This is Bulgakov's semi-autobiographical story of a writer who fails to sell his novel and fails to commit suicide. When his play is taken up by the theatre, literary success beckons, but he has reckoned without the grotesquely inflated egos of the actors, directors and theatre managers.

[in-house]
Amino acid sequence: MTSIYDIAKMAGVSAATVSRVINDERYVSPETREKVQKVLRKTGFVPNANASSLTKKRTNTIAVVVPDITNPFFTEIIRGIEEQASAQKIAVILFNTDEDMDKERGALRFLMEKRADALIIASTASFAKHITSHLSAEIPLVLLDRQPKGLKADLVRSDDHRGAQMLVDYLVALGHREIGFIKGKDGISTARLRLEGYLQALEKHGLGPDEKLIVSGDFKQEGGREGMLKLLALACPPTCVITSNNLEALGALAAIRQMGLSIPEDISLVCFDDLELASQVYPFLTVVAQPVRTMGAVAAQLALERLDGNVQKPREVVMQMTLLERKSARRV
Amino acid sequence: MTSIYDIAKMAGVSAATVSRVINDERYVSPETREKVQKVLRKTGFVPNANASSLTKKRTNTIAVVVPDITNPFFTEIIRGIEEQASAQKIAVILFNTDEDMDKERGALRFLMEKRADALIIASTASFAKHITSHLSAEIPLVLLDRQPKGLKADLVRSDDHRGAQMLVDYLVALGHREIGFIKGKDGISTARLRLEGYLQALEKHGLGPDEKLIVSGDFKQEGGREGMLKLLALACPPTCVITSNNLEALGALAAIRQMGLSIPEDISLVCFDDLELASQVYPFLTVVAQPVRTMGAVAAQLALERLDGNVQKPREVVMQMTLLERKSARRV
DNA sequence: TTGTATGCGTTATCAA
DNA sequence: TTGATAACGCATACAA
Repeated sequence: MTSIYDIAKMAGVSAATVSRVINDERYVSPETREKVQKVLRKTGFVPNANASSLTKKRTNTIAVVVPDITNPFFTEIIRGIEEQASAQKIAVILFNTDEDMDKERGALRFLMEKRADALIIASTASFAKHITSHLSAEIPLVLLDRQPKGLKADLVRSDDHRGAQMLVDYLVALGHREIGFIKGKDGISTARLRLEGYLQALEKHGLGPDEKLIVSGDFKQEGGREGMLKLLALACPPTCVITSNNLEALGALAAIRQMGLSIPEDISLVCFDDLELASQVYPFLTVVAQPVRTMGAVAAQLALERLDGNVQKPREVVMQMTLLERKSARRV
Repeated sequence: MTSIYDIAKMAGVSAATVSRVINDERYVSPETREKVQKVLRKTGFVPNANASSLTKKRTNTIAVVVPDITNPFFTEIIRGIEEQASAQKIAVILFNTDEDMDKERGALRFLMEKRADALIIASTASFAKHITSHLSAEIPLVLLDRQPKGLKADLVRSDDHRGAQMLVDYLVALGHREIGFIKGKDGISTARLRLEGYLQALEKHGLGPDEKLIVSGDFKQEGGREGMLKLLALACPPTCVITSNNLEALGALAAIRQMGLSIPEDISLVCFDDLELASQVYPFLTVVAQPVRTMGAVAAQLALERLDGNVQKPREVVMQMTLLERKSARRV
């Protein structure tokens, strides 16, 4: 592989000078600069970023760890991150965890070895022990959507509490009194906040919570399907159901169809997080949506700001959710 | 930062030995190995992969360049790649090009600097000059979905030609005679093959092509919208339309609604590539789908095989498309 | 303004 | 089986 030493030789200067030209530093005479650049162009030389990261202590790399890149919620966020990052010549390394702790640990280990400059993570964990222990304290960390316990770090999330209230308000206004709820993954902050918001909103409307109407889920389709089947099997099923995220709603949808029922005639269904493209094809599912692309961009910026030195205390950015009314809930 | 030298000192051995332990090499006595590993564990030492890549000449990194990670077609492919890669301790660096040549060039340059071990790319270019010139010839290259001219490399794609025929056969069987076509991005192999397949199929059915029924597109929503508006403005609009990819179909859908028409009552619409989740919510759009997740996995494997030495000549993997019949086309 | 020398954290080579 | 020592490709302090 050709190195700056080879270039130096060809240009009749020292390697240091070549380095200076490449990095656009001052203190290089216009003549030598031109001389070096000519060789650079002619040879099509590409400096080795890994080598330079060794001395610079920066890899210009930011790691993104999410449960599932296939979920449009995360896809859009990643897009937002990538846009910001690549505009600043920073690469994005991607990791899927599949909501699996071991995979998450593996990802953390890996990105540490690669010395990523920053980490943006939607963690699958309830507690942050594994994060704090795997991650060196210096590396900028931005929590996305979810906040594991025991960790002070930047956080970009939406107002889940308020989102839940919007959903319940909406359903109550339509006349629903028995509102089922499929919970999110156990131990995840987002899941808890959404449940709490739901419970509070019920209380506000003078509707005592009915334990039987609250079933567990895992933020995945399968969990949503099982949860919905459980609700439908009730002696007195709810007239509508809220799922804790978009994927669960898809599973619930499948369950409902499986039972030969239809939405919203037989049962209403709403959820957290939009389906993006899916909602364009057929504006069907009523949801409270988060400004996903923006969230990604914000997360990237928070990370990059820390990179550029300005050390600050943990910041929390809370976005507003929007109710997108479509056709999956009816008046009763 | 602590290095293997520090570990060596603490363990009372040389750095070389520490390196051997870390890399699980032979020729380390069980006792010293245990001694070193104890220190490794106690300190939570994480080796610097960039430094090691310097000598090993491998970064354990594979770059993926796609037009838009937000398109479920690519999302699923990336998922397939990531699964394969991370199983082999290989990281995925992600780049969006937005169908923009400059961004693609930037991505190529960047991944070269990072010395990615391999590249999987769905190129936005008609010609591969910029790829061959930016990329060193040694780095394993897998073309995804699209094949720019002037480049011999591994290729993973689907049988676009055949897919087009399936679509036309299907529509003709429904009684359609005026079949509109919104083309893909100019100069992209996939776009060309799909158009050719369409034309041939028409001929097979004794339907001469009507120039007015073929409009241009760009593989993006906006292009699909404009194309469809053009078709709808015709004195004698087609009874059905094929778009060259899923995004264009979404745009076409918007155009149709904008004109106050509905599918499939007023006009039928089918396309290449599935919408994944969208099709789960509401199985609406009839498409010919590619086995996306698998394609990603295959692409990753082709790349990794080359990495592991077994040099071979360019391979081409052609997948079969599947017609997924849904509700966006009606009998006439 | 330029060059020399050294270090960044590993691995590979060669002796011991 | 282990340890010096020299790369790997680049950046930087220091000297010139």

Mikhail Bulgakov was born in Kiev in May 1891. His sympathetic portrayal of White characters in his stories, in the plays The Days of the Turbins (The White Guard), which enjoyed great success at the Moscow Arts Theatre in 1926, and Flight (1927), and his satirical treatment of the officials of the New Economic Plan, led to growing criticism, which became violent after the play The Purple Island. He also wrote a brilliant biography of his literary hero, Jean-Baptiste Moliere, but The Master and Margarita is generally considered his masterpiece. Fame, at home and abroad, was not to come until a quarter of a century after his death at Moscow in 1940. Keith Gessen is a Russian-born American author, journalist and co-editor of n+1, a cultural and political magazine. Gessen has written articles on Russia for The New Yorker, The London Review of Books and the New York Review of Books. His first novel, All the Sad Young Literary Men, was published in 2008.